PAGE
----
The interior dimension of the neck of glass bottles tends to be inconsistent. This inconsistency makes the ability of cork to seal through variable contraction and expansion a fundamental attribute. However, some unavoidable natural flaws, channels, and cracks in the bark make the cork highly inconsistent.
In diameter, corks typically are 24–25 millimetres (0.94–0.98 in). Lengths vary, usually based on the length of time needed to age the wine.
Simple wines stoppers are commonly 38 millimetres (1.5 in) long for medium ageing wines.
Sparkling wine corks are commonly 30 millimetres (1.2 in) in diameter and 50 millimetres (2.0 in) in length.
The corks are compressed to about 60–70 per cent of their original diameters when pushed into the bottle. The corks need to be held in place by wire cages known as muselets.
Sparkling wine corks are usually built from three separate sections and are called agglomerated corks.
The typical mushroom shape that occurs in the transition results from the bottom section's being composed of two stacked discs of new cork. These are cemented to the upper portion, a glue and ground cork conglomerate. The bottom section of the cork is in contact with the sparkling wine. Before inserting a sparkling wine cork, it is almost 50% larger than the bottle's opening. The sparkling wine cork starts as a cylinder and is compressed before insertion into the wine bottle.
As time elapses, their new shape becomes more permanent, and the distinctive "mushroom" shape becomes more apparent.
The ageing of the wine post-disgorgement can, to some degree, be told by the cork, as the more extended it has been in the bottle, the less it returns to its original cylinder shape.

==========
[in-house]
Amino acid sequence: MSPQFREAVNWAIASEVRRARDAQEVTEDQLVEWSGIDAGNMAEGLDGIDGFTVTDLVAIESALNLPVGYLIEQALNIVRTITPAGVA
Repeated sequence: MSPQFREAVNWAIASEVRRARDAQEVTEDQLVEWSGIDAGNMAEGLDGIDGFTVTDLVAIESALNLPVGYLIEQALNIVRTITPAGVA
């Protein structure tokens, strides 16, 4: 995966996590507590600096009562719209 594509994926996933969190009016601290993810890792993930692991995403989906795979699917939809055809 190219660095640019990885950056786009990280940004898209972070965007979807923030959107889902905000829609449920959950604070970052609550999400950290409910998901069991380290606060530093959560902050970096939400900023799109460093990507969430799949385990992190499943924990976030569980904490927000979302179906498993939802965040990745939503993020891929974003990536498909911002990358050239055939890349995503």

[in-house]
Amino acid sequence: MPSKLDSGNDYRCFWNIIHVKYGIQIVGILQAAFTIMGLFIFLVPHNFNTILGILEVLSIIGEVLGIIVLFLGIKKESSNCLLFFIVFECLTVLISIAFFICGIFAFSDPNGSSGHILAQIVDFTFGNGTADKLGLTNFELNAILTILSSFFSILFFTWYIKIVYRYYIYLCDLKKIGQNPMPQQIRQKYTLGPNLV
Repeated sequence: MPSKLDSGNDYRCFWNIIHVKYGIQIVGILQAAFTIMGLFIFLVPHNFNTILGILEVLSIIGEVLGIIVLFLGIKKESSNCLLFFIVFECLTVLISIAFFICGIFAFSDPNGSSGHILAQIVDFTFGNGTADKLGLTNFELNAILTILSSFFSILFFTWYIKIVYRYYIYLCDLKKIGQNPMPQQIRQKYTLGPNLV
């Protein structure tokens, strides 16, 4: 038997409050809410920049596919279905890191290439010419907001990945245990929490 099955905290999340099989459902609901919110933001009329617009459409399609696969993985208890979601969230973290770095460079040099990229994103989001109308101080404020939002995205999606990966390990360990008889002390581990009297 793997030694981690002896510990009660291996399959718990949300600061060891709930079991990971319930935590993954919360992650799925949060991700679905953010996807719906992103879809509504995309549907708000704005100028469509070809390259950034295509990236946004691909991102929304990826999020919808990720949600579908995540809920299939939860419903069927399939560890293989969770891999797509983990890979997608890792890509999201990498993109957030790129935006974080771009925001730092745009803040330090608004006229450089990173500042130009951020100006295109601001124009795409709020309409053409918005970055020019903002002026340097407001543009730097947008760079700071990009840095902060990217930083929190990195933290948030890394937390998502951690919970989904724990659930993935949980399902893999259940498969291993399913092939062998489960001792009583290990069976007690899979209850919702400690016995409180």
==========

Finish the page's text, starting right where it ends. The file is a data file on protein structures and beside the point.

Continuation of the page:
Plastic Wine Corks
Using plastic wine corks to cork wine is currently very popular.
Those who use plastic wine corks point to several advantages that plastic corks have over corks harvested from trees.
1. Plastic is not vulnerable to cork taint and thus better protects the wine.
2. A shortage of available cork for use.
3. They are also easier to get out of a wine bottle since they do not disintegrate
4. Plastic corks are reusable.
5. They can be used for homemade wine or replace a cork or cap on a store-bought bottle.
6. Are designed to be used with all standard wine and champagne bottles.
7. The ribbed design ensures a secure seal to prevent spoiling.
The initial reason to use plastic wine corks is not in dispute.
Plastic corks are not subject to cork taint. However, many wine experts feel that wine corked with plastic will not age as well as when corked with natural corks. Plastic allows for less air exchange, and the wine does not benefit from maturation.
Most wine experts agree that wine with plastic wine corks is fine if one plans to consume the wine quickly. However, they still think you should use cork for wines you plan to store.
Unfortunately, therein lies the problem stored wines are much more likely to suffer from cork taint, and since the taint may not be visible, one may store wines that could become undrinkable.
The use of plastic wine corks to address cork tree shortage is another point worth raising. Presently cork trees in the forests of Portugal can provide enough cork for 100 years of wine production.
However, many people fear that greater reliance on plastic might make cork trees another victim of society's advancements. Cork trees could lose their purpose and thus their lives if all wine manufacturers change to other corking methods.
However, over-dependence on harvested corks could create a problem in cork supply if more trees are not planted.
The happy medium may be to use plastic wine corks for young wines meant to be made and consumed immediately. Homebrew makers of wine and wine manufacturers then may choose cork from cork trees to be used for wines meant to be stored a few years before drinking. The problem of cork taint is not eliminated, but this problem tends to occur in a tiny percentage of stored wines and is thus likely only to pose an occasional problem.
Published January 2022